Researchers at Facebook suggest using natural language models as fact-checkers

Recently, a paper was published on Arxiv by the researchers at Facebook and Hong Kong University of Science and Technology. In this paper, they suggested the use of natural language models as fact-checkers. These models are supposed to be trained on documents of the web and they possess a huge amount of worldly knowledge.

This can be attained by employing a verification classifier model, and when an original claim and a generated claim are given to it, it will determine whether the claim is supported or refuted, or whether the information is correct or incorrect.

Over the years, Facebook has faced numerous issues because of its lenient or non-existing fact-checking systems, and many times the platform has become a source of disinformation and false propaganda. This issue with Facebook has led the platform to lose most of the trust of people all over the world.

According to a survey carried by Zignal Labs, around 86% of American citizens do not fact-check the information they read on social media platforms. More than 61% of people are habitual of sharing, commenting, and liking posts that are recommended by their friends rather than checking for the facts and correctness of the news.

Facebook has been trying hard to redeem its image in the public eye by bringing in more methods and ways to stop misinformation and propaganda, but so far, it has not met with much luck.

Now, with this new research, the co-authors of this paper claim that fact-checking may become more reliable through natural language models. These models will have the ability to memorize information from the world. They will not only make the fact-checking system more efficient; they will also make the process faster by automating the training and verification steps that are conducted by human beings currently. These models will most likely eliminate searches over huge spaces of documents.

These end-to-end fact-checking language models will automatically mask entities like people, things, or places, and tokens or words to recover structures and syntax. This approach basically suggests that factuality often depends on the correctness of entities and the relation between them rather than the phrasing of a claim.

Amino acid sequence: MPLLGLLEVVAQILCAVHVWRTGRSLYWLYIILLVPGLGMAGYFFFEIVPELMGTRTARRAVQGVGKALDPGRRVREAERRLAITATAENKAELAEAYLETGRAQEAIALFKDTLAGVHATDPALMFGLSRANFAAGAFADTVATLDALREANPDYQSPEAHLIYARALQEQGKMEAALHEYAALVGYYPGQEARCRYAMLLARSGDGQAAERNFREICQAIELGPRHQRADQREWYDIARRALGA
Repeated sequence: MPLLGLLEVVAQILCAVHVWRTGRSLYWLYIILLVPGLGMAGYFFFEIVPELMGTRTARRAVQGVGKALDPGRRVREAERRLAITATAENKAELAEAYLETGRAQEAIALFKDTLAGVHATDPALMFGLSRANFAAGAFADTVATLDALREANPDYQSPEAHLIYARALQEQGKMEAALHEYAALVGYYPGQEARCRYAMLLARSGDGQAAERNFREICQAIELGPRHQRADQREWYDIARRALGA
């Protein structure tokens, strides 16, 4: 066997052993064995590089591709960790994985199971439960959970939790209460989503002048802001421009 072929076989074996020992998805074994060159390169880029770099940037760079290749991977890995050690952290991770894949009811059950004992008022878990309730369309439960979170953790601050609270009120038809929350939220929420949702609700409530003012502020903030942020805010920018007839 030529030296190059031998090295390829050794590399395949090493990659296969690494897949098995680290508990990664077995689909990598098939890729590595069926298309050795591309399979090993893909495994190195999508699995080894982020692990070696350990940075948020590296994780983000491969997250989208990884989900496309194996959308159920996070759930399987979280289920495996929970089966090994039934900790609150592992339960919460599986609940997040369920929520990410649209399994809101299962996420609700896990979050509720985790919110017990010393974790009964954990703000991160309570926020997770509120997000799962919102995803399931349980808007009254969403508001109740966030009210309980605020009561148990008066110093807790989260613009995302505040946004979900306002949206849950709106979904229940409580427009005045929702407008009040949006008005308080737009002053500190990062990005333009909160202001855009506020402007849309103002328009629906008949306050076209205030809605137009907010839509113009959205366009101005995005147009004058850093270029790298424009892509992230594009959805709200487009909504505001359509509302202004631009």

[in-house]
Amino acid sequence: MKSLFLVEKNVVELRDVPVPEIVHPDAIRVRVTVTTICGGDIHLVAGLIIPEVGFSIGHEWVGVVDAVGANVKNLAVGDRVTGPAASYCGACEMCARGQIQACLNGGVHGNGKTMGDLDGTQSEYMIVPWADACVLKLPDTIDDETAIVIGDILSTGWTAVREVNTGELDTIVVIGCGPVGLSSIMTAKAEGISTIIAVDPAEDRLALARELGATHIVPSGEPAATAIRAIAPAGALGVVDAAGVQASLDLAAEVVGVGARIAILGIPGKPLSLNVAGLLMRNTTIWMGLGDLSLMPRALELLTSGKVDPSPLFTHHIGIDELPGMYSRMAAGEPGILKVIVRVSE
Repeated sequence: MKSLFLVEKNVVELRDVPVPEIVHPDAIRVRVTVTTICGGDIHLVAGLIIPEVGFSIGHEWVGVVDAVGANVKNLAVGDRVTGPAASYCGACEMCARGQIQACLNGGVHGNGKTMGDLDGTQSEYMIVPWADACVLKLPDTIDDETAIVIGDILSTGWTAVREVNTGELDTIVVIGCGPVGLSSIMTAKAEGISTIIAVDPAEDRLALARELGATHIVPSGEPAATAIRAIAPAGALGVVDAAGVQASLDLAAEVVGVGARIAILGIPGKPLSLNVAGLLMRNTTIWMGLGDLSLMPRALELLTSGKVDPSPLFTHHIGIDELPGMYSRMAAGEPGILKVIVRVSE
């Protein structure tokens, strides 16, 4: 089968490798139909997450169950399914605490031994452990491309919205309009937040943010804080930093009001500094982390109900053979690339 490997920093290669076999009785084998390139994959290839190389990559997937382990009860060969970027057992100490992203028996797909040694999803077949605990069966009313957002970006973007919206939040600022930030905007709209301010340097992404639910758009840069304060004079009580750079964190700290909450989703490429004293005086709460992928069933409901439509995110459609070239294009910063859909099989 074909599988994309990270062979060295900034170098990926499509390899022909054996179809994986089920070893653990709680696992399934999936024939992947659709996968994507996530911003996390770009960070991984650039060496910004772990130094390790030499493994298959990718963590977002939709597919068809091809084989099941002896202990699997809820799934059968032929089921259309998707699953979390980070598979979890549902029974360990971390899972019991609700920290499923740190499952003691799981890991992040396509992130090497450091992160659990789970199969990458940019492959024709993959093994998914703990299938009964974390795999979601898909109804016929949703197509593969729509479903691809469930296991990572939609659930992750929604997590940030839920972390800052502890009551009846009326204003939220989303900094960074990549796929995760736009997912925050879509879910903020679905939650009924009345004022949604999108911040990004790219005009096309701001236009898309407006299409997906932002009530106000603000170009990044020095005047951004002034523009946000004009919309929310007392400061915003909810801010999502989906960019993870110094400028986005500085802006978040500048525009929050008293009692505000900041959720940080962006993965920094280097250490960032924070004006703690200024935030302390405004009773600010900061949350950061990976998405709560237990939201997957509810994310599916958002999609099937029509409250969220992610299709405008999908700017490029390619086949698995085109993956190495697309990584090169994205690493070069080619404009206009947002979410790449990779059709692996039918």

The language model then obtains the top predicted token or word, fills in the masked entity to create an ‘evidence’ sentence. After this, it will use the claim and evidence to obtain entailment features by predicting the ‘truth relationship’ between text pairs.

The researchers conducted these experiments on FEVER (Fact Extraction and VERification) which is a large-scale fact-checking data set containing more than 5.4 million articles by Wikipedia. With their publicly available pre-trained and best performing model BERT, they have managed to achieve 49% accuracy without having to retrieve any document or evidence selection.

However, when they examined BERT’s accuracy, it was found to be pretty short of the system tested against FEVER, which reached 77% accuracy.

This may be because of some limitations of the language models, but the findings suggest that there is a potential of model pretraining through techniques that can store and encode knowledge in a better way. On these grounds, fact-checking systems can be built which can be great at generative questions and answers.

Photo: Jakub Porzycki/NurPhoto via Getty Images

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